The uncertainty of the pandemic has affected each of us differently.
The coronavirus outbreak may have caused you to feel stressed, worried, sad, helpless, overwhelmed, confused, or angry. It's okay to feel this way, everyone reacts differently to different events. Even as restrictions start to ease, many people will be feeling anxious around large groups of people. We are all doing our best in the circumstances we find ourselves in.
What can I do to feel better?
There are some simple things you can do to help you take care of your mental health and wellbeing during times of uncertainty.
- Stay connected to people, by phone or video calls. Talk about your worries - either with someone you know or via a helpline.
- Support other people. Helping others, emotionally or practically will benefit you as well as them.
Make a financial plan. Mental Health UK’s Mental Health and Money Toolkit is designed to help you understand, manage and improve your mental and financial health.
Look after your body. Our physical health is linked to our mental health. Eating healthily, drinking enough water, and taking regular exercise will lift your mood and clear your mind.
Look after your mind. You might find it helpful to set limits on the amount of time you spend reading about or listening to coverage of the outbreak. Try to focus on the things you can control. If and when you do catch up on the news, avoid speculation and stick to credible news sources. Take the Mind Plan Quiz to get some top tips.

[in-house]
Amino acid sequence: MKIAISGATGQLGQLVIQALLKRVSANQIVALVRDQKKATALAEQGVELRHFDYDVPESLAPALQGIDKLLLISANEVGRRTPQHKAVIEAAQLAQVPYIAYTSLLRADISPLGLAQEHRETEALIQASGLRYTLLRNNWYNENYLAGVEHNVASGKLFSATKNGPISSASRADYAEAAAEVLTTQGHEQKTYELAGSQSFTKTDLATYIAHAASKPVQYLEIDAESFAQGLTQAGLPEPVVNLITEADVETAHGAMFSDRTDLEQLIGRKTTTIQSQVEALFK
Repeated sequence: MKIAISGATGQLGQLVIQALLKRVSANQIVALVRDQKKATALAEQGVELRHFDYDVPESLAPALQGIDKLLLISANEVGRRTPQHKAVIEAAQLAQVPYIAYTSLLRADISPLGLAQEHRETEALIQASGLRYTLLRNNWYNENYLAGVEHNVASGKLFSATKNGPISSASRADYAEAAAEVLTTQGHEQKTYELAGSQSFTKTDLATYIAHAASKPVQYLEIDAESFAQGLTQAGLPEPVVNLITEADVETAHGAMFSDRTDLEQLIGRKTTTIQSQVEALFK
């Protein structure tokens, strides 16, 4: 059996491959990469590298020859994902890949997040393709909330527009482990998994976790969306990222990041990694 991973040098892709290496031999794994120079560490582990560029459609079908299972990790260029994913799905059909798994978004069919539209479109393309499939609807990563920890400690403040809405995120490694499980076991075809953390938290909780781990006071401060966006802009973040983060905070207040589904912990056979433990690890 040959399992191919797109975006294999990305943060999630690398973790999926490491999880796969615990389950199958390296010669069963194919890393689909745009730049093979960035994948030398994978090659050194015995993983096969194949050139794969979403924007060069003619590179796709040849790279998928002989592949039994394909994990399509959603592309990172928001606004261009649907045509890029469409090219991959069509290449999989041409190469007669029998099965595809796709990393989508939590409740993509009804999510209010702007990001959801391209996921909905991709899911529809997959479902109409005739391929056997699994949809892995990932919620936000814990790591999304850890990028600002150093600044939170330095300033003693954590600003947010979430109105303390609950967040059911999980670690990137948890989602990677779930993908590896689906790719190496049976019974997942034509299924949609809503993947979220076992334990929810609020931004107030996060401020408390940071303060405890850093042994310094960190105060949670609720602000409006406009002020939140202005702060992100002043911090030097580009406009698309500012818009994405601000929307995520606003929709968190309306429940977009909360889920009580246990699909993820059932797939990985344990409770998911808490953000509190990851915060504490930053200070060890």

Be creative and do things you enjoy. We all have some creative juices somewhere inside us! Whether it is cooking, writing, painting... It is never too late to take up a new hobby, or pick up one that you haven't thought about for years. There is a 'how to' video for just about everything on YouTube (card tricks, anyone?).
Getting enough sleep can make a big difference to how well you handle the day ahead. Read more here about how to sleep better.
If you are looking after children, talking to them will help them to deal with upsetting information they may have come across.
The mental health needs of LGBTQ+ people are unique and on average they experience higher rates of depression, anxiety, and other disorders than cisgender and heterosexual people. For tailored advice and support about wellbeing if you’re LGBTQ+, go to LGBT hero where you’ll find fact sheets, forums, and more.
Try reading: Reading Well books are all recommended by health experts, as well as people with lived experience of the conditions and topics covered and their relatives and carers, and support you to understand and manage your health and wellbeing.
The Warwickshire County Council website also has many links to useful resources :
Are you a Frontline worker?
As frontline health, care, emergency, education and key workers, you put yourself at physical risk as you form our frontline against the coronavirus. You are also putting your own mental health under pressure.
Our Frontline is a partnership between Shout, Samaritans, Mind, Hospice UK, and The Royal Foundation of the Duke and Duchess of Cambridge, which offers round-the-clock one-to-one support, by call or text, from trained volunteers, plus resources, tips, and ideas to look after your mental health.